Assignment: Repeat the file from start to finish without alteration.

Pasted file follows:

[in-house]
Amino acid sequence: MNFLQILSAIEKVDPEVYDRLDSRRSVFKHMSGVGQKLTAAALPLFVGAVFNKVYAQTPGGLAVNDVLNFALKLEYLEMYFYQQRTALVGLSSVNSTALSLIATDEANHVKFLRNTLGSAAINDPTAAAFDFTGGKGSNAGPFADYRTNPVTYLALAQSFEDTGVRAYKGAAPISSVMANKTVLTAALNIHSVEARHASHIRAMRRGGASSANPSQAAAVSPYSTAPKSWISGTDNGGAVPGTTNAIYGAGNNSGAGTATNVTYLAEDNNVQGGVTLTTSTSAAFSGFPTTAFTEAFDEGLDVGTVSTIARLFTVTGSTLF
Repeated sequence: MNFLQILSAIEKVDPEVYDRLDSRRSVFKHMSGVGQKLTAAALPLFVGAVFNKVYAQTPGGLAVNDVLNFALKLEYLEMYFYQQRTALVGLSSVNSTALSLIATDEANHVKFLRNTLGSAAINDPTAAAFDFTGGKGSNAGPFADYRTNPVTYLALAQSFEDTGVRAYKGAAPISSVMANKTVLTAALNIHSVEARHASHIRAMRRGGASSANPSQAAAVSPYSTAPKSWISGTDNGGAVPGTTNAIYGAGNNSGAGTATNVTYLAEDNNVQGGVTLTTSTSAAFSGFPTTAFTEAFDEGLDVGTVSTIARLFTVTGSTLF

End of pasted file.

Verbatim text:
[in-house]
Amino acid sequence: MNFLQILSAIEKVDPEVYDRLDSRRSVFKHMSGVGQKLTAAALPLFVGAVFNKVYAQTPGGLAVNDVLNFALKLEYLEMYFYQQRTALVGLSSVNSTALSLIATDEANHVKFLRNTLGSAAINDPTAAAFDFTGGKGSNAGPFADYRTNPVTYLALAQSFEDTGVRAYKGAAPISSVMANKTVLTAALNIHSVEARHASHIRAMRRGGASSANPSQAAAVSPYSTAPKSWISGTDNGGAVPGTTNAIYGAGNNSGAGTATNVTYLAEDNNVQGGVTLTTSTSAAFSGFPTTAFTEAFDEGLDVGTVSTIARLFTVTGSTLF
Repeated sequence: MNFLQILSAIEKVDPEVYDRLDSRRSVFKHMSGVGQKLTAAALPLFVGAVFNKVYAQTPGGLAVNDVLNFALKLEYLEMYFYQQRTALVGLSSVNSTALSLIATDEANHVKFLRNTLGSAAINDPTAAAFDFTGGKGSNAGPFADYRTNPVTYLALAQSFEDTGVRAYKGAAPISSVMANKTVLTAALNIHSVEARHASHIRAMRRGGASSANPSQAAAVSPYSTAPKSWISGTDNGGAVPGTTNAIYGAGNNSGAGTATNVTYLAEDNNVQGGVTLTTSTSAAFSGFPTTAFTEAFDEGLDVGTVSTIARLFTVTGSTLF